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Citizenship - Disabled People's Perceptions and Definitions

Staffan Sanden, Halmstad University, Sweden and The Swedish Institute for Disability Research


Despite that sociologists started to take an interest in the concept of citizenship from the second half of the 20th century there is hardly any empirical research to substantiate how the common man perceives and defines the concept. Even less is known on the disabled person's perception of the concept.

A study has been conducted to explore how citizenship is perceived and defined by disabled people in Great Britain and Sweden. The study has been focussing on the perception of rights and obligations, and if and how rights and obligations have been accessible.

The study was carried out as a qualitative study. Semi-structured interviews were conducted with disabled people defined as activists in a disability context (in Great Britain 19 informants, in Sweden 21 informants).

The study was carried out in cooperation with the Wigforss Institute, Halmstad University, Sweden, and the Center for Disability Research, University of Leeds, Great Britain.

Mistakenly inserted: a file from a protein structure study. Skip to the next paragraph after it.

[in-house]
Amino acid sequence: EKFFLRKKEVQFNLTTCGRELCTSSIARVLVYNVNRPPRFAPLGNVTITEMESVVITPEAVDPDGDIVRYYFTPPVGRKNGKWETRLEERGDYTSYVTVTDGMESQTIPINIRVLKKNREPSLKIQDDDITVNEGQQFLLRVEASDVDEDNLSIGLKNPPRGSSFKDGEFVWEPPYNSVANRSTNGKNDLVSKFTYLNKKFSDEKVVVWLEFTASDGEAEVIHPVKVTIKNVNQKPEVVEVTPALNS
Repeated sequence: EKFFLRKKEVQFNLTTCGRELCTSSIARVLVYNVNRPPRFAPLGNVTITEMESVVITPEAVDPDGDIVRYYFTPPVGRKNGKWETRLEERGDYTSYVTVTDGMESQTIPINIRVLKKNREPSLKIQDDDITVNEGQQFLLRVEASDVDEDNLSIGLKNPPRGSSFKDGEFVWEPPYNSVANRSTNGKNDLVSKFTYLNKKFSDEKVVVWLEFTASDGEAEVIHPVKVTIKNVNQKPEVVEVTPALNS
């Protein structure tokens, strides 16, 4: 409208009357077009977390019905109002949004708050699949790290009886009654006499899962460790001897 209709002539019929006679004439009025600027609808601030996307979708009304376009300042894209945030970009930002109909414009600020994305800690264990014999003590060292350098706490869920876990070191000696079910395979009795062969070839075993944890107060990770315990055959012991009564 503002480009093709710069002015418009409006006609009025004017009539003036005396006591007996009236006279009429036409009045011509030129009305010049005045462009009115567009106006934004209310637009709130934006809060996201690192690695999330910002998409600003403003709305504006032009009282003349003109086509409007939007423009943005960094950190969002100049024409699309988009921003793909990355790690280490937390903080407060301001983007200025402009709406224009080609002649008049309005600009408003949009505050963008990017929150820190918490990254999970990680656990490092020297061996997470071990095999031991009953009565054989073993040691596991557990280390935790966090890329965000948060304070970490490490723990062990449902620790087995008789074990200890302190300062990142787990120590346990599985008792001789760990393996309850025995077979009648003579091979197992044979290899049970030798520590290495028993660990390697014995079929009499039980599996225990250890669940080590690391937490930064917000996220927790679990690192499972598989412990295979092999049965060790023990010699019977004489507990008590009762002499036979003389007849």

The main conclusion of the study was that the interviewees had a good knowledge on the concept of citizenship, on rights and responsibilities, but that there were differences to be seen how interviewees from Great Britain and Sweden did describe and express this. A strong sense of wanting to fulfill the responsibilities that are inherent in being a member of society, but that, through the lack of inclusion, institutional discrimination, and the rights that they have been denied, they face difficulties in fulfilling these responsibilities, was to be seen irrespective of the country of origin.

As a comparison to the above study on how activists perceived the concept of citizenship, a study has been started with the focus on how the 'common' disabled person in Sweden looks upon the concept of citizenship, and his or hers lived experiences of being a citizen, of inclusion or exclusion in society. The study consists of three parts, (a) an ongoing survey to 1200 members of eight disability organizations, (b) interviews in 2009 with aprox 20 disabled people, and (c) a literature study on what language and terminology that has been used by disability organizations in arguments for change in legislation pertaining to disabled people.

A preliminary report on the survey is expected to be ready by the end of August 2008.

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